Good judgment comes from experience, and experience comes from bad judgment. So come closer and listen to what I’ve learned from experience: Editors are a writer’s best friend.
Not when they’re patting you on the back, because anybody can butter you up.
They’re your best friend when they take a red pen and blast through your complicated writing pets, when they check your wildest instincts and find order out of the natural chaos that comes from banging on the keyboard to create anything of length and importance.
The secret to writing is editing, and you can’t edit your own stuff. Not at first.
So it’s wrong to say that every writer needs an editor.
You need more than one, if you want to get serious about any sort of real writing.
It’s like building a house. As a writer, you’re trying to do it all: draft the blueprints like an architect, pour the foundation, frame it, plumb it, siding, drywall, flooring, cabinets, painting–the whole thing.
Every step is important. And getting the right editors is like hiring great subcontractors.
My bias is to think of structure first, because if the blueprints are bad, it doesn’t matter how pretty the carpentry is, and how great the writing is line by line.
This is why every professional architect hires an engineer to do the math and make sure the foundation is strong enough to hold up the house, that the roof won’t blow off and your beams are big enough to handle the load.
So you need different editors for different things. The best possible professional editor for the structure, the blueprints. Then beta readers to look over the whole thing another time, looking for medium-size problems. A line editor to smooth things out and make it all pretty, and finally a proof-reader to take a microscope to the entire thing and make it as flawless as possible.
That sounds like a lot, and most pro editors can wear different hats. But I’m going to argue for dividing it up, because when you’ve been staring at the same thing for weeks, or months, you stop seeing things. A fresh pair of eyes is always smart.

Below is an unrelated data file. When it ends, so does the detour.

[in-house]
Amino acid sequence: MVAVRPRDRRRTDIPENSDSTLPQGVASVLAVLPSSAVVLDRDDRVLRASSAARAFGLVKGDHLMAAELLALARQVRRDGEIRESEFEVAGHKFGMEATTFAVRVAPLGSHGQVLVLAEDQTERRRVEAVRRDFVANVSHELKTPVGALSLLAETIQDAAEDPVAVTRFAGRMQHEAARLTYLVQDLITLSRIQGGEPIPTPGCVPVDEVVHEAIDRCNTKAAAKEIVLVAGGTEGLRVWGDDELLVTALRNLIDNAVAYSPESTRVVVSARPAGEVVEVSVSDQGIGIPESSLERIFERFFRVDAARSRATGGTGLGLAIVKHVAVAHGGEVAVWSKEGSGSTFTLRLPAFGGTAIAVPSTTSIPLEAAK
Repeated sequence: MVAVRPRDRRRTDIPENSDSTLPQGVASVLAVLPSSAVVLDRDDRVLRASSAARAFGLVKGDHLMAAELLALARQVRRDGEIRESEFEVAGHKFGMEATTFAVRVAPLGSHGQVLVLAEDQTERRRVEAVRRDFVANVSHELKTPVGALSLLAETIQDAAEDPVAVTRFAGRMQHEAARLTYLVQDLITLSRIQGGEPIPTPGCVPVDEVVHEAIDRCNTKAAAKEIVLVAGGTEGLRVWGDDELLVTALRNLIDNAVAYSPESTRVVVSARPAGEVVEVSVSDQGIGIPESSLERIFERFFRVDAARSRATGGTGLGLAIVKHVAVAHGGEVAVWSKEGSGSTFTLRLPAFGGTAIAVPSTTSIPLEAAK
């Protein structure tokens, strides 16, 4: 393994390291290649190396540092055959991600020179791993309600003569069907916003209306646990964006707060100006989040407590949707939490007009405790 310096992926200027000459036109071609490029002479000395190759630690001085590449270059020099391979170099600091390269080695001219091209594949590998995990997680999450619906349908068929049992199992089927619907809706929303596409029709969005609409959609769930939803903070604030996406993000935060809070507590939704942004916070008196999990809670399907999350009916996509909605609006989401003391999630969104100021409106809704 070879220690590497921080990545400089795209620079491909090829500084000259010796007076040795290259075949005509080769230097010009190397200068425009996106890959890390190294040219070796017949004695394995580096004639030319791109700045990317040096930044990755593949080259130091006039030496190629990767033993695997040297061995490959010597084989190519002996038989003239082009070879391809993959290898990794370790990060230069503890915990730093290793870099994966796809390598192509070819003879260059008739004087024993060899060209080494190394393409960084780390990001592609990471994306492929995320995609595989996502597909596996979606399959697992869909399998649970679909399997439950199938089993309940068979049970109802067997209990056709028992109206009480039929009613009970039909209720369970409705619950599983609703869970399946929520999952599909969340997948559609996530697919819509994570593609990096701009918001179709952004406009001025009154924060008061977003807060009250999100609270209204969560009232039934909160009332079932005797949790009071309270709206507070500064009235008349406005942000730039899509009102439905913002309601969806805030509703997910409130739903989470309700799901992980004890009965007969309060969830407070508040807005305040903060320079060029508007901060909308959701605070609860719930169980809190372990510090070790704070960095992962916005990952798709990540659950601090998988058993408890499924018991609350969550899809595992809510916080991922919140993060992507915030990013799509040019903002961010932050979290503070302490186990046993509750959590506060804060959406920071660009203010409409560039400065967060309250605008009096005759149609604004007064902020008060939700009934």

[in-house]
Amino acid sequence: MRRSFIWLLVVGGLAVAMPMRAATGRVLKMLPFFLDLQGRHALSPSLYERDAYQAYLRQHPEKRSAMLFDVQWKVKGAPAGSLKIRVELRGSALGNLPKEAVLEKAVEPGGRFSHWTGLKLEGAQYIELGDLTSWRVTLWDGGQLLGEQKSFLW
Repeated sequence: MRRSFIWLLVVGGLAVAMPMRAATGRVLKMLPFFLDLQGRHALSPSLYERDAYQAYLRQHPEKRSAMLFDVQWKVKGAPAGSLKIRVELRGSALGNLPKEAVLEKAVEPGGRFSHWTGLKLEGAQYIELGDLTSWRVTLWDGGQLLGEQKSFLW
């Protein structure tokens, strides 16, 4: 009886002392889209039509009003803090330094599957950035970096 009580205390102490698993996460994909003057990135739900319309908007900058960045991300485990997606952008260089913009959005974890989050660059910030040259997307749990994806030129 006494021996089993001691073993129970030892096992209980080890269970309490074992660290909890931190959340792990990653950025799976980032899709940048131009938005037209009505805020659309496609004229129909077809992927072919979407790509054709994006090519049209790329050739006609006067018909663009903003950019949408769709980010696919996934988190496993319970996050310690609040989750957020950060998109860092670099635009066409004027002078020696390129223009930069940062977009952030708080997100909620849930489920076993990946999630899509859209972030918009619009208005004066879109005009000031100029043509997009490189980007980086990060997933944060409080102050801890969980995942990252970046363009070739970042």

Even though I’ve always had editors, starting way back in college when I was putting out newspapers, there’s a natural inclination for writers to screw this up, to see using editors as some kind of sign of weakness. The thinking goes like this: “Hey, I’m have (1) a master’s degree in creative writing or (2) have been cashing checks as a journalist for years or (3) am far too talented to need the crutch of a professional editor, which is for wannabes who can’t write their way out of a paper sack if you handed them a sharpened pencil.”
I’d did editing wrong by having friends and family beta read, or asking fellow writers who yes, wrote for money, but cashed checks for doing something completely different.
And it was a waste of time.
Here’s how I learned my lesson, and no, I am not making this up: On a whim, I posted a silly ad to sell my beater Hyundai and romance authors somehow found my little blog that started from that. Pro editor Theresa Stevens got there somehow and I started talking to her, and on a whim I did her standard thing to edit the first 75 pages of a novel, the synopsis and query letter. I didn’t think anything of it and expected line edits. Dangling modifiers and such.
But she rocked.
I learned more, in the months of editing that entire novel, than I could’ve learned in ten years on my own. It’s like the difference between a pro baseball player trying to become a better hitter by spending six hours a day in batting practice, alone, versus one hour a day in hard practice with a world-class batting coach. I’d pick the batting coach, every time.
As somebody who used to lone-wolf it, let me say this: I was wrong.
And so on this Friendly Friday, I want to plant a big smooch on editors of the world, and encourage writers of all backgrounds and specialties to see editors in a different light. That having an editor isn’t a sign of weakness, but of strength. That it says you’re crazy serious about what you do and not afraid of working with the best of the best rather than a cheerleading squad of yes-men who think your 947-word epic about elves with lightsabers riding dragons is the best thing ever.
That it’s not about you, and doing whatever you want, but about making the finest product you can give to readers.
So I want to give a shout out to Theresa the Stevens, who has taught me much, and Rebecca Dickson, my uncensored female doppleganger, and to great beta readers and editors like Alexandria Szeman, Julia Rachel Barrett, Anna Davis, Mayumi, Donna — because just like a single person can’t be expected to build a beautiful house alone, a smart writer gets help and advice from the smartest people possible.
Find one of those smart people with a red pen.
Hire them, hug them, listen to them, buy them flowers when you succeed. But use them, if you’re serious. And if you’re not serious, hey, take up bowling or whatever.
Guy – Photo by Suhyoon Cho
Reformed journalist. Scribbler of speeches and whatnot. Wrote a thriller (FREEDOM, ALASKA) that won some award (PNWA 2013). Represented by Jill Marr of the Dijkstra Literary Agency.